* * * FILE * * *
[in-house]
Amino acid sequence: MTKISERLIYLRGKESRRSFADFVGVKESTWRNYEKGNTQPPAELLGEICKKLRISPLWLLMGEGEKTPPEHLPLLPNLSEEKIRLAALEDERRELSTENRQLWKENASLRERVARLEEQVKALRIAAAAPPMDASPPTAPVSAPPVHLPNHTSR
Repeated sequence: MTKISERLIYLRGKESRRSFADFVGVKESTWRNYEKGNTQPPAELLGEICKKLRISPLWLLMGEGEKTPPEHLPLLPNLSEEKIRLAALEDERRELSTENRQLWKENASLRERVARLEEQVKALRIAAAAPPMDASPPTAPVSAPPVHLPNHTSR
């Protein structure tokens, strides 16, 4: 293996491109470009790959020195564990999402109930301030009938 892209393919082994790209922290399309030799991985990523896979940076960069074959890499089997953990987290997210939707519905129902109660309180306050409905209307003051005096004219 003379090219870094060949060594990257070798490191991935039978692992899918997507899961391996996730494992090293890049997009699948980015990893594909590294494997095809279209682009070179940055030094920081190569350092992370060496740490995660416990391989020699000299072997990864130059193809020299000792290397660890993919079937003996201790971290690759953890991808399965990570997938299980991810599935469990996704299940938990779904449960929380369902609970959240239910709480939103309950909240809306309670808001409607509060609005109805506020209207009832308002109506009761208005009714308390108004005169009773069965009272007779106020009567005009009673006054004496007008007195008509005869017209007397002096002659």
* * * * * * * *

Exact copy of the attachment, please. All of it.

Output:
[in-house]
Amino acid sequence: MTKISERLIYLRGKESRRSFADFVGVKESTWRNYEKGNTQPPAELLGEICKKLRISPLWLLMGEGEKTPPEHLPLLPNLSEEKIRLAALEDERRELSTENRQLWKENASLRERVARLEEQVKALRIAAAAPPMDASPPTAPVSAPPVHLPNHTSR
Repeated sequence: MTKISERLIYLRGKESRRSFADFVGVKESTWRNYEKGNTQPPAELLGEICKKLRISPLWLLMGEGEKTPPEHLPLLPNLSEEKIRLAALEDERRELSTENRQLWKENASLRERVARLEEQVKALRIAAAAPPMDASPPTAPVSAPPVHLPNHTSR
């Protein structure tokens, strides 16, 4: 293996491109470009790959020195564990999402109930301030009938 892209393919082994790209922290399309030799991985990523896979940076960069074959890499089997953990987290997210939707519905129902109660309180306050409905209307003051005096004219 003379090219870094060949060594990257070798490191991935039978692992899918997507899961391996996730494992090293890049997009699948980015990893594909590294494997095809279209682009070179940055030094920081190569350092992370060496740490995660416990391989020699000299072997990864130059193809020299000792290397660890993919079937003996201790971290690759953890991808399965990570997938299980991810599935469990996704299940938990779904449960929380369902609970959240239910709480939103309950909240809306309670808001409607509060609005109805506020209207009832308002109506009761208005009714308390108004005169009773069965009272007779106020009567005009009673006054004496007008007195008509005869017209007397002096002659």